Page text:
Sharing Files and Folders
For home users of Windows Vista, Microsoft offers a convenient and easy way to share data with other users of your machine. Similar to previous versions, Windows Vista can create multiple accounts for one PC. Unlike previous versions, Windows Vista allows you to limit what folders and files are shared, adding only the users you specify. And network administrators always have the option of not allowing individuals to share any files.
There are two methods for sharing files and folders. Within Windows Explorer, simply move a selected file into one of the Public folders listed in the left-hand navigation directory tree. By right-clicking any Public folder, you can manage shared rights to that folder or any of the individual files, allowing some users the right to only read the content, but others the right to edit and save the content. This right-click function can be accomplished without the more complicated digital rights management tools found within Microsoft Office 2007. Unfortunately, you cannot protect a shared file or folder within a password, although you can limit network access to your public folders by enabling password-protected sharing within Windows Vista.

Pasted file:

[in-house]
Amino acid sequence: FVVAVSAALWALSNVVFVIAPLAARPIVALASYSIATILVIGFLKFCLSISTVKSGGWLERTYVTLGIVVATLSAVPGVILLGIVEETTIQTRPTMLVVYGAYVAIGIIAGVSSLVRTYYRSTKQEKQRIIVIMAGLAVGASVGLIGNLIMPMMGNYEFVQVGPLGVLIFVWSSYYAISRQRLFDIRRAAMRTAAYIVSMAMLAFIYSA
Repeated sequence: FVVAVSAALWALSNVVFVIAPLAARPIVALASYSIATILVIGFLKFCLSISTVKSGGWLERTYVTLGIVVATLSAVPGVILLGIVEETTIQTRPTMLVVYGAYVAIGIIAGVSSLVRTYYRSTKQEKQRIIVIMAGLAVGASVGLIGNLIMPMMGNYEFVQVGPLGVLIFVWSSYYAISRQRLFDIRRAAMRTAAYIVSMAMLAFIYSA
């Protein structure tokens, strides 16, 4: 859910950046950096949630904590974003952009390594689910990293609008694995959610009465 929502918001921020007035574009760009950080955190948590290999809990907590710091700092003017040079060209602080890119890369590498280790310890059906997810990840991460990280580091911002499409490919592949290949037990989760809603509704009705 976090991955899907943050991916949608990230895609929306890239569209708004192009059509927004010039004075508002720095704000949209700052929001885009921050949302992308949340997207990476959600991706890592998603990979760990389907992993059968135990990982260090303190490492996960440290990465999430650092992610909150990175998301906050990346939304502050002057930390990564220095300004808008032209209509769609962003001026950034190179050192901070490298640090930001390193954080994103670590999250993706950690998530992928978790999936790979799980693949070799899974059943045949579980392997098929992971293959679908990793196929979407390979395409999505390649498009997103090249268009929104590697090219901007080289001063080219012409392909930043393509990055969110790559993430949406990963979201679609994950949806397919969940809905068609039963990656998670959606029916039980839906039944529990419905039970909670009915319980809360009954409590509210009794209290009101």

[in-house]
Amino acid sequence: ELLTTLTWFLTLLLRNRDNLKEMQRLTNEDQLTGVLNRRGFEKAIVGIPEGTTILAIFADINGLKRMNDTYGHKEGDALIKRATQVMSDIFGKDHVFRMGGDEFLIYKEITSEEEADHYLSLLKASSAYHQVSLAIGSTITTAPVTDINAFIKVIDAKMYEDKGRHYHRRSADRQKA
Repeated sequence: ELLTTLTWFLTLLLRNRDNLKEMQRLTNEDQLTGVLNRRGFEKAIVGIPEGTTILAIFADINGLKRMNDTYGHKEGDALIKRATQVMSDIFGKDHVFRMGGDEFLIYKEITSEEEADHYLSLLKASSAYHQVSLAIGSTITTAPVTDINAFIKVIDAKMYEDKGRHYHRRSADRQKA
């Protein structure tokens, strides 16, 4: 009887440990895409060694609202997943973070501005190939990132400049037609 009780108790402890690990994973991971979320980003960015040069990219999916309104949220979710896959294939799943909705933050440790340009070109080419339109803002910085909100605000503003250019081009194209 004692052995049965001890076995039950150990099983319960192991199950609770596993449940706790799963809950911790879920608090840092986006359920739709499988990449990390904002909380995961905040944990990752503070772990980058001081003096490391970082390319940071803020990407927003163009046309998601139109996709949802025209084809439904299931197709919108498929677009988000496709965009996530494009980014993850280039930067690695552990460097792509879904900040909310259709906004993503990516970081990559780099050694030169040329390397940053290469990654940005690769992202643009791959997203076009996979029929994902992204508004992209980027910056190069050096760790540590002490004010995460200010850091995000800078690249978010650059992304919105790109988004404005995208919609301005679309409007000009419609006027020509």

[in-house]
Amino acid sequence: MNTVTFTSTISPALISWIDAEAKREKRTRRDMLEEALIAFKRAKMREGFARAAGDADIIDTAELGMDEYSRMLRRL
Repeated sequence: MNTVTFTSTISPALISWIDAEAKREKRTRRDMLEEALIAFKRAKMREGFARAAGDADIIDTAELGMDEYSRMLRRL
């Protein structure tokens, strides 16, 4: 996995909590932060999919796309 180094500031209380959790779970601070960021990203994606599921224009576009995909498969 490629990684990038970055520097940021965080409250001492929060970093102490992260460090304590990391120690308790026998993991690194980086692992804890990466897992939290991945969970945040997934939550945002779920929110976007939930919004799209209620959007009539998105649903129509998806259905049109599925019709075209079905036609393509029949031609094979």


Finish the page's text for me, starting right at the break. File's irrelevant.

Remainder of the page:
For large volumes of photographs, for example, you might instead want to create permissions within the archive folder without dragging all the files into the Public folder. Simply select the files you want to share from within the folder where you normally keep them and right-click. One downside to this method is you might forget other people still have access to the files. Always keeping shared files in a Public folder will serve as a reminder.
A similar sharing convenience can be found within Windows Meeting Space, where you can temporarily allow access to an application or a file to an ad-hoc group of up to 10 users. Once the session terminates, the sharing capabilities end. Of course, you can always share files the old-school way via e-mail or an instant-messenging application or by simply transferring them to removable media.